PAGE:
Cane River Creole NHS

History is not there for you to like or dislike. It is there for you to learn from it. And if it offends you, even better. Because then you are less likely to repeat it. It’s not yours to erase. It belongs to all of us. –Unknown

I have read many books on plantation life and have seen several movies. I’m glad that the most recent of them show it in a manner that is more true to history. I had never been to a Southern plantation. After seeing this on a Louisiana map, I wanted to see for myself. The Cane River Plantations are called “Creole” because this term refers to those born in Louisiana during the French and Spanish periods, regardless of ethnicity. There are two plantations 10 miles apart, Oakland and Magnolia. We visited Oakland first, built with enslaved labor by the Prud’homme family, descendants of French settlers. Cane River farmers originally planted indigo and tobacco until the invention of the cotton gin.

The live oak trees form an “allee”, which helps to bring cool air from the Cane River
The dining room. We were able to tour the house by ourselves, with no one else present and no guide, because of COVID.
The girls’ bedroom
When I saw this kitchen, I felt like I had stepped back to my childhood. The last descendant in the family lived here until the 1960’s, and the plantation is presented in the way that it looked at that time.
The pigeon house. Pigeon houses just like these were being built in France at the time, a direct connection to the old country. Pigeon meat and eggs were a delicacy.
These two pictures are of a slave cabin. However, these cabins spent more time being sharecropper cabins. When emancipation happened, the former slaves became sharecroppers, a system that kept them in continual poverty. Like the 60’s kitchen in the house, this cabin has been left the way it was at that time.
Cane River near Magnolia Plantation

There was a park ranger in Oakland who, when hearing we were heading to Magnolia next, gave us detailed directions on how to get there. Apparently the road was closed at Magnolia, and you needed to get to the other side for the parking lot. There was something about not going over a river, a turn in a town, and a stop sign. But we only listed with half an ear, and there were more things to look at, and a picnic lunch happened. Needless to say we ended up on the wrong side of the closure. We had a very scenic drive to the correct spot.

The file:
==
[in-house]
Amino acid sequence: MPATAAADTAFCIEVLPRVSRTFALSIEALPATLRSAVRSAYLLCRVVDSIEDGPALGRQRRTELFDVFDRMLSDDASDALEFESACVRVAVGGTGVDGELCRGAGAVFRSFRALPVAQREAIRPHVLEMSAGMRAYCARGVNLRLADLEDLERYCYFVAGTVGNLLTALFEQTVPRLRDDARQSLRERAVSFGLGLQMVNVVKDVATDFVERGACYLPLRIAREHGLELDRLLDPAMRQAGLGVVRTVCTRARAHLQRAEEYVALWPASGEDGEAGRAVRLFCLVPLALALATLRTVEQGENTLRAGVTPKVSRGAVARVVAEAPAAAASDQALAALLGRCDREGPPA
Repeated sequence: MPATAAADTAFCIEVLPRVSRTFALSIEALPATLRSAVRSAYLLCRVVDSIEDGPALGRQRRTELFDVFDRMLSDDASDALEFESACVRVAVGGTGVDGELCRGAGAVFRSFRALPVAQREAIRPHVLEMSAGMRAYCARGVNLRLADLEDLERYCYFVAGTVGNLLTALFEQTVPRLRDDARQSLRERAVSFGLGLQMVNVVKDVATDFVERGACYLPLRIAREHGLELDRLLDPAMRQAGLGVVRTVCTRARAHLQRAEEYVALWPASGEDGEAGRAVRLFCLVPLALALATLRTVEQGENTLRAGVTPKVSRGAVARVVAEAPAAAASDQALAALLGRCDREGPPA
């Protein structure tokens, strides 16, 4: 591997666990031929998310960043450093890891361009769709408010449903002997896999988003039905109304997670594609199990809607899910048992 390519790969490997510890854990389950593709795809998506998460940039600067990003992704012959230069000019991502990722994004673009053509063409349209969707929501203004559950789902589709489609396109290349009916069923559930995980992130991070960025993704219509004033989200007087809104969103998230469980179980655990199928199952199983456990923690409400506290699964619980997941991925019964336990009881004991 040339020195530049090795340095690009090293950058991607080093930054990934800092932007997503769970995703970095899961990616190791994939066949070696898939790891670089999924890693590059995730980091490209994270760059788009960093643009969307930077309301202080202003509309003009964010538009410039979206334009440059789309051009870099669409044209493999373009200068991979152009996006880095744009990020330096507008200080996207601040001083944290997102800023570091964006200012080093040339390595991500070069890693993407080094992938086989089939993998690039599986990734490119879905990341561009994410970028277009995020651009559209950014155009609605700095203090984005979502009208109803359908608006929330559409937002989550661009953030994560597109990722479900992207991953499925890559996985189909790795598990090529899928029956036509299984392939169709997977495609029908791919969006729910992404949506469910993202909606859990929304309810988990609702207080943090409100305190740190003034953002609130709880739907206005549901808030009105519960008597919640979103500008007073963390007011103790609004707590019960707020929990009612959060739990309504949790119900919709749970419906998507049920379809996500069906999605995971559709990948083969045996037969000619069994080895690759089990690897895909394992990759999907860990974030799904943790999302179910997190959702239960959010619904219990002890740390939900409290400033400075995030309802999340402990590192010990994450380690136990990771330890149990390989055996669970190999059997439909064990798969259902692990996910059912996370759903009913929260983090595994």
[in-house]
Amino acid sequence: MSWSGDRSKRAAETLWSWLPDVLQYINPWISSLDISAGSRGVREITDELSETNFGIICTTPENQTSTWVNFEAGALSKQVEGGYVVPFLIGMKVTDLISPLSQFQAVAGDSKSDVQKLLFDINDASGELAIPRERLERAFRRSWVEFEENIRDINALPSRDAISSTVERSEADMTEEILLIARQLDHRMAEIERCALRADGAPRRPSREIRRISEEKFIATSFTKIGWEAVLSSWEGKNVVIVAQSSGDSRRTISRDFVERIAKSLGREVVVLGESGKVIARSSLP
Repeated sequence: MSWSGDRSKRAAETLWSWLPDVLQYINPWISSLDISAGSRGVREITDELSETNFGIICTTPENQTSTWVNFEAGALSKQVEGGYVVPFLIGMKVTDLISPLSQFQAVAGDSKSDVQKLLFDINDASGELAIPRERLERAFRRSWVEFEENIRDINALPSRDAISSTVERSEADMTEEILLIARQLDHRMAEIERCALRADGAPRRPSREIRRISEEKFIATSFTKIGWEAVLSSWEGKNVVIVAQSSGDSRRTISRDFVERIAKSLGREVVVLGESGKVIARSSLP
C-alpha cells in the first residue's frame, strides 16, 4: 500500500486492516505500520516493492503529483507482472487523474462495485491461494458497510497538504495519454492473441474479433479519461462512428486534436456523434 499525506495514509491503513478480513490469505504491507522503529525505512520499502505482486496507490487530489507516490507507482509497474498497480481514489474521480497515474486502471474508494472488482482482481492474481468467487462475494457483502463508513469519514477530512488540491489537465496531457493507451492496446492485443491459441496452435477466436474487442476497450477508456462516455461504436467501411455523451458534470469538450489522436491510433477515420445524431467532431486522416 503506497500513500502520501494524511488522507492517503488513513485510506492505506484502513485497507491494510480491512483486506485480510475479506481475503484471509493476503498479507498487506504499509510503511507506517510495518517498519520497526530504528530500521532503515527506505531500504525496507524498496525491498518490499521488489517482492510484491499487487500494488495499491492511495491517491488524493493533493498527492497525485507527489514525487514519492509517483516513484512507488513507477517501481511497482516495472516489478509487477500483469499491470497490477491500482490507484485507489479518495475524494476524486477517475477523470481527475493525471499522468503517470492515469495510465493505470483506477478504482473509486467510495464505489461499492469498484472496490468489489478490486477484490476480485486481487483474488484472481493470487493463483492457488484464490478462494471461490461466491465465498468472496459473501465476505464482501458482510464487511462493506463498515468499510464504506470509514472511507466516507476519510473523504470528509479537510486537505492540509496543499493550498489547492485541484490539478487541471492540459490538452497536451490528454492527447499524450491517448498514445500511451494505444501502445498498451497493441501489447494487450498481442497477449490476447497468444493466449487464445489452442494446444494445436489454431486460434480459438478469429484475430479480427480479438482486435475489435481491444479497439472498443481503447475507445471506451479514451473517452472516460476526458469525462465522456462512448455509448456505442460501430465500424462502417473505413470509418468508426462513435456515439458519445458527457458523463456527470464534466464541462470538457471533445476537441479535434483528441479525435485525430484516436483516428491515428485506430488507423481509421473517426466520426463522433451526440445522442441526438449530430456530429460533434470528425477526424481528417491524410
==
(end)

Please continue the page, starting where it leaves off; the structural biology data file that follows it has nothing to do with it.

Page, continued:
Cal sitting on the correct side of the road closure

The house at Magnolia burned during the Civil War. It was rebuilt in the late 1800’s and is now in private ownership. We were able to walk through the grounds at that plantation. Magnolia’s history goes back to the mid-1700’s, during the colonial Louisiana era. By the start of the war, the plantation owner had several properties of over 6,000 acres.

Every plantation had a store. It was necessary for obtaining needed items, but was also a gathering place and in the mid 20th century a gas station was added. Standing on the porch after looking at the photo below, I could feel history beneath my feet.
At one time there were 70 slave cabins at Magnolia. Eight are remaining, each holding two families, and also became sharecropper cabins.
The gin barn
King Cotton

In my last post, I mentioned that Natchitoches was where Steel Magnolias was filmed. Actually, several movies have been made in the area. A John Wayne movie, “The Horse Soldiers”, was filmed at Oakland. A horror film was made at the Magnolia Plantation home in 2009, “For Sale By Owner”. Looking at the home, pictured below, I could see why!

The book I read most recently on this subject was historical fiction. “The Invention of Wings” was written by Sue Monk Kidd and I highly recommend it.

Next post–Moving on to Texas

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